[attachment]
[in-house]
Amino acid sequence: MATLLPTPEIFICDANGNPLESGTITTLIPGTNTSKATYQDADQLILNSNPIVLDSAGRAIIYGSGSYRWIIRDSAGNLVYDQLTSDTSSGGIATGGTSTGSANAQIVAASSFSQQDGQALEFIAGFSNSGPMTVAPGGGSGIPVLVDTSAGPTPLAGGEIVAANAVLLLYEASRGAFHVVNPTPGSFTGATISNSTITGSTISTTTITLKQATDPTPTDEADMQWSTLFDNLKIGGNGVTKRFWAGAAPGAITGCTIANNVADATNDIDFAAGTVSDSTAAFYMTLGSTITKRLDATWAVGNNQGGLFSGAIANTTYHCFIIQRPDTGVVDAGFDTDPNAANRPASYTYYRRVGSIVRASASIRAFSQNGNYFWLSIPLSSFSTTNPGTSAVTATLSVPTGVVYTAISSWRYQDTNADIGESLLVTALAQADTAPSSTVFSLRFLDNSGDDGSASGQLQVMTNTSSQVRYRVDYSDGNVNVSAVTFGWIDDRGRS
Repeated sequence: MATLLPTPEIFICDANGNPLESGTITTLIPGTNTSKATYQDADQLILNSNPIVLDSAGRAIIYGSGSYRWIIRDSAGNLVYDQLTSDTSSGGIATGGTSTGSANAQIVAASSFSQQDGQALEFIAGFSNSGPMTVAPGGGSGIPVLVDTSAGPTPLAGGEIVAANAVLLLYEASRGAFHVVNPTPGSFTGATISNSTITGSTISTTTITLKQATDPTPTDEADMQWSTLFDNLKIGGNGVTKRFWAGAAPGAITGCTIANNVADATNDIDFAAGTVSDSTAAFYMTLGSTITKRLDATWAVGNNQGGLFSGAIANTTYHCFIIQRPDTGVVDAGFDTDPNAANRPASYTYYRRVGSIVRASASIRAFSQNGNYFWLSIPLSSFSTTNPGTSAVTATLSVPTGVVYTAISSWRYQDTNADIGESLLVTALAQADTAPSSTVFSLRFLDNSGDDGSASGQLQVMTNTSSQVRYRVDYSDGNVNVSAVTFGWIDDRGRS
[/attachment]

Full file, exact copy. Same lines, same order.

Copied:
[in-house]
Amino acid sequence: MATLLPTPEIFICDANGNPLESGTITTLIPGTNTSKATYQDADQLILNSNPIVLDSAGRAIIYGSGSYRWIIRDSAGNLVYDQLTSDTSSGGIATGGTSTGSANAQIVAASSFSQQDGQALEFIAGFSNSGPMTVAPGGGSGIPVLVDTSAGPTPLAGGEIVAANAVLLLYEASRGAFHVVNPTPGSFTGATISNSTITGSTISTTTITLKQATDPTPTDEADMQWSTLFDNLKIGGNGVTKRFWAGAAPGAITGCTIANNVADATNDIDFAAGTVSDSTAAFYMTLGSTITKRLDATWAVGNNQGGLFSGAIANTTYHCFIIQRPDTGVVDAGFDTDPNAANRPASYTYYRRVGSIVRASASIRAFSQNGNYFWLSIPLSSFSTTNPGTSAVTATLSVPTGVVYTAISSWRYQDTNADIGESLLVTALAQADTAPSSTVFSLRFLDNSGDDGSASGQLQVMTNTSSQVRYRVDYSDGNVNVSAVTFGWIDDRGRS
Repeated sequence: MATLLPTPEIFICDANGNPLESGTITTLIPGTNTSKATYQDADQLILNSNPIVLDSAGRAIIYGSGSYRWIIRDSAGNLVYDQLTSDTSSGGIATGGTSTGSANAQIVAASSFSQQDGQALEFIAGFSNSGPMTVAPGGGSGIPVLVDTSAGPTPLAGGEIVAANAVLLLYEASRGAFHVVNPTPGSFTGATISNSTITGSTISTTTITLKQATDPTPTDEADMQWSTLFDNLKIGGNGVTKRFWAGAAPGAITGCTIANNVADATNDIDFAAGTVSDSTAAFYMTLGSTITKRLDATWAVGNNQGGLFSGAIANTTYHCFIIQRPDTGVVDAGFDTDPNAANRPASYTYYRRVGSIVRASASIRAFSQNGNYFWLSIPLSSFSTTNPGTSAVTATLSVPTGVVYTAISSWRYQDTNADIGESLLVTALAQADTAPSSTVFSLRFLDNSGDDGSASGQLQVMTNTSSQVRYRVDYSDGNVNVSAVTFGWIDDRGRS